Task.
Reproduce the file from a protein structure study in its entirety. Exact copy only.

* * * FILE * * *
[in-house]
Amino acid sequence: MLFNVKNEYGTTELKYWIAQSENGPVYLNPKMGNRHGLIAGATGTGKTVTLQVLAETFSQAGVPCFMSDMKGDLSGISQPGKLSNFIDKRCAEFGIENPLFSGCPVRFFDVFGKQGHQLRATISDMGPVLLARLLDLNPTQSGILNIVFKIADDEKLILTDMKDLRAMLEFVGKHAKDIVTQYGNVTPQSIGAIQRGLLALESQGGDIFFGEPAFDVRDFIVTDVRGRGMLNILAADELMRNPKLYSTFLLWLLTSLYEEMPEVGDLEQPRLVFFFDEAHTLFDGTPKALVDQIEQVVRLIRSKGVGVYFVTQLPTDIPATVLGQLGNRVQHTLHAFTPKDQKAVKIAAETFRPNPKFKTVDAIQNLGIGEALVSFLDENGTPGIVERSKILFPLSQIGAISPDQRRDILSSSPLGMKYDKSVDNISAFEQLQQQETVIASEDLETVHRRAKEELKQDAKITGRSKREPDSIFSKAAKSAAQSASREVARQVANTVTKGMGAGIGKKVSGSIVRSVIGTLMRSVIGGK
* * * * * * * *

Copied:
[in-house]
Amino acid sequence: MLFNVKNEYGTTELKYWIAQSENGPVYLNPKMGNRHGLIAGATGTGKTVTLQVLAETFSQAGVPCFMSDMKGDLSGISQPGKLSNFIDKRCAEFGIENPLFSGCPVRFFDVFGKQGHQLRATISDMGPVLLARLLDLNPTQSGILNIVFKIADDEKLILTDMKDLRAMLEFVGKHAKDIVTQYGNVTPQSIGAIQRGLLALESQGGDIFFGEPAFDVRDFIVTDVRGRGMLNILAADELMRNPKLYSTFLLWLLTSLYEEMPEVGDLEQPRLVFFFDEAHTLFDGTPKALVDQIEQVVRLIRSKGVGVYFVTQLPTDIPATVLGQLGNRVQHTLHAFTPKDQKAVKIAAETFRPNPKFKTVDAIQNLGIGEALVSFLDENGTPGIVERSKILFPLSQIGAISPDQRRDILSSSPLGMKYDKSVDNISAFEQLQQQETVIASEDLETVHRRAKEELKQDAKITGRSKREPDSIFSKAAKSAAQSASREVARQVANTVTKGMGAGIGKKVSGSIVRSVIGTLMRSVIGGK